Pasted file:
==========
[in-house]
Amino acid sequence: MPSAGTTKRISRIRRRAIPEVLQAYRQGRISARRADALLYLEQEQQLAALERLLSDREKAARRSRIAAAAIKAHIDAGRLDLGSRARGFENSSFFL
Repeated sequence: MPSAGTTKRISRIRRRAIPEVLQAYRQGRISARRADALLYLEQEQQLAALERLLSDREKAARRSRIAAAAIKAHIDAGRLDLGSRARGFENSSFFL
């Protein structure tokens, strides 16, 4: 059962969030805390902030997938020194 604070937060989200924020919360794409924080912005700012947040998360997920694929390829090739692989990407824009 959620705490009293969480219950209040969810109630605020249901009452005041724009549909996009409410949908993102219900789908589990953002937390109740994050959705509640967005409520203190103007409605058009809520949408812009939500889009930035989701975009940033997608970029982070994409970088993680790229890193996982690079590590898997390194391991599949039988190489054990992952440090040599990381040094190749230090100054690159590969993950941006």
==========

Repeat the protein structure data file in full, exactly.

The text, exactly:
[in-house]
Amino acid sequence: MPSAGTTKRISRIRRRAIPEVLQAYRQGRISARRADALLYLEQEQQLAALERLLSDREKAARRSRIAAAAIKAHIDAGRLDLGSRARGFENSSFFL
Repeated sequence: MPSAGTTKRISRIRRRAIPEVLQAYRQGRISARRADALLYLEQEQQLAALERLLSDREKAARRSRIAAAAIKAHIDAGRLDLGSRARGFENSSFFL
């Protein structure tokens, strides 16, 4: 059962969030805390902030997938020194 604070937060989200924020919360794409924080912005700012947040998360997920694929390829090739692989990407824009 959620705490009293969480219950209040969810109630605020249901009452005041724009549909996009409410949908993102219900789908589990953002937390109740994050959705509640967005409520203190103007409605058009809520949408812009939500889009930035989701975009940033997608970029982070994409970088993680790229890193996982690079590590898997390194391991599949039988190489054990992952440090040599990381040094190749230090100054690159590969993950941006």